How to find out in an interview if someone is a giver or a taker

A Founder's Notebook

Edited excerpt from 1 Interview Question That Cuts Through the BS to Reveal Someone’s True Character by Betsy Mikel:

Organizational psychologist Adam Grant says that the more often people help each other, the better the organization does. To create a culture of helping, you need to hire the givers, not the takers. However, just because someone is agreeable doesn’t mean they’re a giver — there are plenty of agreeable takers and disagreeable givers in this world. To find out whether someone is a giver or taker, irrespective of how agreeable they are, ask:

Can you give me the names of four people whose careers you have fundamentally improved?

The takers will give you the names of four people who have more influence than they do. They care more about influence than they do about helping. The givers will give you the names of four people you’ve likely never heard of, who are equal…

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[Podcast] There is always a way forward

 

Yesterday while driving to our Swiss office I listened to this podcast on Stanford eCorner. I didn’t know Matthew before. Brilliant entrepreneur and engineer. Besides talking about his entrepreneurial adventures, Matthew brings up about a few points and key lessons that only now I understand, unfortunately.

  • Why you should raise VC money at the very beginning of your journey. Not 100% in agreement with raising VC money at the beginning (bootstrapping is the way!) but I see his point about dilution and it’s smart.
  • On Silicon Valley’s big names in your board/network. They will be not so powerful while you focus on building a business. Sometimes they are just a big distraction. I understood this way too late and even today I struggle communicating this to other people.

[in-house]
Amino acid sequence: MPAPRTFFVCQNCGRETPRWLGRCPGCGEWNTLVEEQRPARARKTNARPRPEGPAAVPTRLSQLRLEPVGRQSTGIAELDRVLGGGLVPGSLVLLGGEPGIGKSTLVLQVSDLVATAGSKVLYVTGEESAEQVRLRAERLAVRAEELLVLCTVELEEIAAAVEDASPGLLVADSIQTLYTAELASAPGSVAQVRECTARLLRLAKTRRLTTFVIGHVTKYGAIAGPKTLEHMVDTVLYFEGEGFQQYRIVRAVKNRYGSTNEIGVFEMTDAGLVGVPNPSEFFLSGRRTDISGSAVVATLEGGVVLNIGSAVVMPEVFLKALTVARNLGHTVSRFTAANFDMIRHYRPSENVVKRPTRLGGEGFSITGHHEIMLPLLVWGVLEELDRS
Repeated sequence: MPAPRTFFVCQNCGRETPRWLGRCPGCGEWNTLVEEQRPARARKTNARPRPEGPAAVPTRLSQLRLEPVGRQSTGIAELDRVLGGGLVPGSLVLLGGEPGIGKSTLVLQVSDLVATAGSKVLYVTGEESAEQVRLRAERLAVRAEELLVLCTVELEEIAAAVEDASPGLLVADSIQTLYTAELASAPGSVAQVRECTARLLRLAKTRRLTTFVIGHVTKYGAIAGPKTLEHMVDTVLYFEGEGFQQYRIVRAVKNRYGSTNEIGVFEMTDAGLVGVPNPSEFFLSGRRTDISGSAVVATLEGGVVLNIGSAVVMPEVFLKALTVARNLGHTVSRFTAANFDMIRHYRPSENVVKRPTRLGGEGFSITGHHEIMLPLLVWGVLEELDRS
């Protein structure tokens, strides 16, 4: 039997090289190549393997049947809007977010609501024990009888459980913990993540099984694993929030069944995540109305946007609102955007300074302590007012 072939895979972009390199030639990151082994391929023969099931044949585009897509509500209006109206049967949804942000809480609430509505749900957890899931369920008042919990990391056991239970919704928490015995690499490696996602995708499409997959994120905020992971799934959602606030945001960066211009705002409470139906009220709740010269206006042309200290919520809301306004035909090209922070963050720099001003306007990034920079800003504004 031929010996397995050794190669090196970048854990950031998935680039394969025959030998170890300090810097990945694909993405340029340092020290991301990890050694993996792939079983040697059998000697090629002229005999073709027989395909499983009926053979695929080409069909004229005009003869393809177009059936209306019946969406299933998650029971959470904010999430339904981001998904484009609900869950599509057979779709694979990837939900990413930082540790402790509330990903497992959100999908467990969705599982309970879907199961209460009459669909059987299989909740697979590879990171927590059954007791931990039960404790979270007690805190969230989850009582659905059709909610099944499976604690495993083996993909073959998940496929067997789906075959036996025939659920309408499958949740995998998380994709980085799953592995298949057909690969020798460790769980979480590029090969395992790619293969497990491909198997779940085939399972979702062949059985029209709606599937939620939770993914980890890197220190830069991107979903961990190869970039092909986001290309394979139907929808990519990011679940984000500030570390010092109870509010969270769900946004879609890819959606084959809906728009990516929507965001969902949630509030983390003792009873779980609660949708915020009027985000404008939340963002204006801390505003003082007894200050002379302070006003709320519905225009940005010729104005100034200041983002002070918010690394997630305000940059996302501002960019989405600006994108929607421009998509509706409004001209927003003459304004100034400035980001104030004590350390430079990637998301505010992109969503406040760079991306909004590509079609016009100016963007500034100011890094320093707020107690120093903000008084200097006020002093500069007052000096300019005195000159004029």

• Building companies and being a founder/CEO, a lonely job where taking care of your mental health is 99% of the game. Very true and sad.

On Tesla, Elon Musk and the entrepreneurship model

I just started reading the biography of Elon Musk, founder of Tesla, SpaceX and SolarCity. It’s a book I wouldn’t start without a great review like this one. The story is similar to the one of many other successful entrepreneurs but somehow all of them keep me thinking about how useless it is to look at them as a model. People became more and more passionate about this type of books and stories, but the reality is that Elon, like Steve Jobs, and many others, has been influenced by a specific path, a specific youth and a set of experiences you can’t replicate or follow to reach the same destination.

It’s not really the point of reading such a book, but more and more people, specially in Silicon Valley, usually look at these people as examples and models – something they should follow and try to imitate. They are great, no doubts, but you cannot take them as models, as you cannot do it with the majority of entrepreneurs. It’s mostly about their story and their struggles and that’s how they usually end up in something not common for 99% of the rest of us.

Why you shouldn’t partner with non-entrepreneurial people in your startup

This is the classic mistake you recognise only once you have done it. It is easy to understand why you shouldn’t build your startup (let’s call it company) with someone that is not an entrepreneur at the heart. Let me summarise it in 5 simple points. They are very general, and I don’t like writing fluffing stuff, but I will try to be more specific, with real example and personal stories, very soon 🙂

1 – Risk. When you start a new venture risk is the only certain thing. You want to have someone that is able to embrace and understand it without consequences. It means being able to take decisions that seem counterintuitive and hard decisions that normal people would avoid at 100%.